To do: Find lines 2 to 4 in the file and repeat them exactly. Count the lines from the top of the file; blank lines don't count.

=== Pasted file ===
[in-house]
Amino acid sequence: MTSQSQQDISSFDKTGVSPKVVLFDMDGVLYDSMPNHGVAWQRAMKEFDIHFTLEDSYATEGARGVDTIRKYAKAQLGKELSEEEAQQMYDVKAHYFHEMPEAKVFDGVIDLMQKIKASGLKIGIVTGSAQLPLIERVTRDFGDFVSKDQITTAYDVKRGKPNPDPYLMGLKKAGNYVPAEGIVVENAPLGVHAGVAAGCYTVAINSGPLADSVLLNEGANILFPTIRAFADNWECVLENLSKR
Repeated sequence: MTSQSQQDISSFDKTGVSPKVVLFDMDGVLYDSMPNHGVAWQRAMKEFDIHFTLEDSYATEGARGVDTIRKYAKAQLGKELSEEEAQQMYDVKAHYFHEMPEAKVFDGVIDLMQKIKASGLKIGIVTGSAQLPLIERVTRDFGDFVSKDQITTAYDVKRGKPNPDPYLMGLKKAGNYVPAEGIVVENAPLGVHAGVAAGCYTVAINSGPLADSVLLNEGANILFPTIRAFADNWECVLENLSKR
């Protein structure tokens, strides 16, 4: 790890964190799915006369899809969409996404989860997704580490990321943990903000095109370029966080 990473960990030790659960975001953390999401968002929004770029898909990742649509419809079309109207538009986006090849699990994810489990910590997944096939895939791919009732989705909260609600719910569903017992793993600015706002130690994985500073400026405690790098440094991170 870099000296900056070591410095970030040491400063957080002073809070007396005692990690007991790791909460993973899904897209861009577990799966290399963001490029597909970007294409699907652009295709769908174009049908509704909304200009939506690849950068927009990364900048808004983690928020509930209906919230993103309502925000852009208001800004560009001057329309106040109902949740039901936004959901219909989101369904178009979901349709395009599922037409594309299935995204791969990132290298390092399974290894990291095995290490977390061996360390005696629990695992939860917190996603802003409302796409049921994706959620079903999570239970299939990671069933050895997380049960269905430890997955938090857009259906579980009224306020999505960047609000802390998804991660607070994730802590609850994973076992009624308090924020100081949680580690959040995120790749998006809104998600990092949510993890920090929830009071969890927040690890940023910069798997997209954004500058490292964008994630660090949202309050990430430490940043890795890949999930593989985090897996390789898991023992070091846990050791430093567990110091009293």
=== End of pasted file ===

Amino acid sequence: MTSQSQQDISSFDKTGVSPKVVLFDMDGVLYDSMPNHGVAWQRAMKEFDIHFTLEDSYATEGARGVDTIRKYAKAQLGKELSEEEAQQMYDVKAHYFHEMPEAKVFDGVIDLMQKIKASGLKIGIVTGSAQLPLIERVTRDFGDFVSKDQITTAYDVKRGKPNPDPYLMGLKKAGNYVPAEGIVVENAPLGVHAGVAAGCYTVAINSGPLADSVLLNEGANILFPTIRAFADNWECVLENLSKR
Repeated sequence: MTSQSQQDISSFDKTGVSPKVVLFDMDGVLYDSMPNHGVAWQRAMKEFDIHFTLEDSYATEGARGVDTIRKYAKAQLGKELSEEEAQQMYDVKAHYFHEMPEAKVFDGVIDLMQKIKASGLKIGIVTGSAQLPLIERVTRDFGDFVSKDQITTAYDVKRGKPNPDPYLMGLKKAGNYVPAEGIVVENAPLGVHAGVAAGCYTVAINSGPLADSVLLNEGANILFPTIRAFADNWECVLENLSKR
């Protein structure tokens, strides 16, 4: 790890964190799915006369899809969409996404989860997704580490990321943990903000095109370029966080 990473960990030790659960975001953390999401968002929004770029898909990742649509419809079309109207538009986006090849699990994810489990910590997944096939895939791919009732989705909260609600719910569903017992793993600015706002130690994985500073400026405690790098440094991170 870099000296900056070591410095970030040491400063957080002073809070007396005692990690007991790791909460993973899904897209861009577990799966290399963001490029597909970007294409699907652009295709769908174009049908509704909304200009939506690849950068927009990364900048808004983690928020509930209906919230993103309502925000852009208001800004560009001057329309106040109902949740039901936004959901219909989101369904178009979901349709395009599922037409594309299935995204791969990132290298390092399974290894990291095995290490977390061996360390005696629990695992939860917190996603802003409302796409049921994706959620079903999570239970299939990671069933050895997380049960269905430890997955938090857009259906579980009224306020999505960047609000802390998804991660607070994730802590609850994973076992009624308090924020100081949680580690959040995120790749998006809104998600990092949510993890920090929830009071969890927040690890940023910069798997997209954004500058490292964008994630660090949202309050990430430490940043890795890949999930593989985090897996390789898991023992070091846990050791430093567990110091009293």